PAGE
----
The leaf and stem mines of British flies and other insects

(Coleoptera, Diptera, Hymenoptera and Lepidoptera)

by Brian Pitkin, Willem Ellis, Colin Plant and Rob Edmunds


ASPARAGUS. Asparagus. [Liliaceae]

Two species of Asparagus are recorded in Britain, the introduced Garden Asparagus (A. officinalis) and the native Wild Asparagus (A. prostratus).

Only one British miner is recorded on Asparagus.

A key to the European miners recorded on Asparagus is provided in Bladmineerders van Europa.

Key for the identification of the known mines of British
insects (Diptera and non-Diptera) recorded on Asparagus

1 > Stem-mine: Oviposition normally takes place near the base of the stem. Larva forming external stem-mine, feeding first upwards for as much as 30 cm, then turning and continuing downwards. A number of larvae may feed in a single stem and young plants may turn yellow and die. Pupation immediately beneath the epidermis (Spencer, 1976: 78).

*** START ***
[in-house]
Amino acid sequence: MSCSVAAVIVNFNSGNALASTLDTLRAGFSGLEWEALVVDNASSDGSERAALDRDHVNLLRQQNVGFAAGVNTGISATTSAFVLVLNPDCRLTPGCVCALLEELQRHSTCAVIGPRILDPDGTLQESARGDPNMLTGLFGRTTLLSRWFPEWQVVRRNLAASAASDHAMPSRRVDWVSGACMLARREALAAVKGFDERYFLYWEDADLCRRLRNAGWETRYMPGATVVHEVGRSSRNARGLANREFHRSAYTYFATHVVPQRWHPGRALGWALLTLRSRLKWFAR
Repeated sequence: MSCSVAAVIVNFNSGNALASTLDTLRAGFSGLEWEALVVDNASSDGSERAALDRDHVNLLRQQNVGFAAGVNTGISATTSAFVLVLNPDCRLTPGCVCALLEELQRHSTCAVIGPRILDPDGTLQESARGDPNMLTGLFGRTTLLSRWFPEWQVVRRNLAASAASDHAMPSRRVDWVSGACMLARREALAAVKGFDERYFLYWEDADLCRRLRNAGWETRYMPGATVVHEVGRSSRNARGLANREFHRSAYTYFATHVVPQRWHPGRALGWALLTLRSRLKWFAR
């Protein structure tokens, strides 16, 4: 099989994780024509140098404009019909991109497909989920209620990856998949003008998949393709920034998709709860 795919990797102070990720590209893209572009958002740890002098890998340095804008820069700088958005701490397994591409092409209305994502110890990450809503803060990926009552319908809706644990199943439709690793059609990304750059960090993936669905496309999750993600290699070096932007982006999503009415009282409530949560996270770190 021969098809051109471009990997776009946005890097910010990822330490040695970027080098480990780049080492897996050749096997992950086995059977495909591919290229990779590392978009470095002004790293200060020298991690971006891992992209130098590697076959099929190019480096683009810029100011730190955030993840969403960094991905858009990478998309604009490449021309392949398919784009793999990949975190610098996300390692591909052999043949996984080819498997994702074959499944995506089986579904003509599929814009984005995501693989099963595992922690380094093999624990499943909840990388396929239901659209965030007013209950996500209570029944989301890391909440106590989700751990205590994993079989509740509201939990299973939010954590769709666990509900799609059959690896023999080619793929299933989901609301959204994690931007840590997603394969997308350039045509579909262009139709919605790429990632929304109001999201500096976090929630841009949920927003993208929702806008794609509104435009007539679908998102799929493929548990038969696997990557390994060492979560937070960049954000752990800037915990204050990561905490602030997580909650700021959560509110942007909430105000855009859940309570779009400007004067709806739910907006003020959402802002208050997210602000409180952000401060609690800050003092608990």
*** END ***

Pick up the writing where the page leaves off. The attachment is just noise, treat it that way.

Oviposition in the rind of the stem, just above the ground. A corridor from there runs upwards for about 30 cm, then reverts and descends to about ground level. Pupation in the mine, just below the epidermis. Usually several mines on one plant; the plant can effectively be ringed and be killed.

On Asparagus in Britain and elsewhere. Occuring wherever the host plant is regularly cultivated. Also widespread in Europe.

Ophiomyia simplex (Loew, 1869) [Diptera: Agromyzidae].

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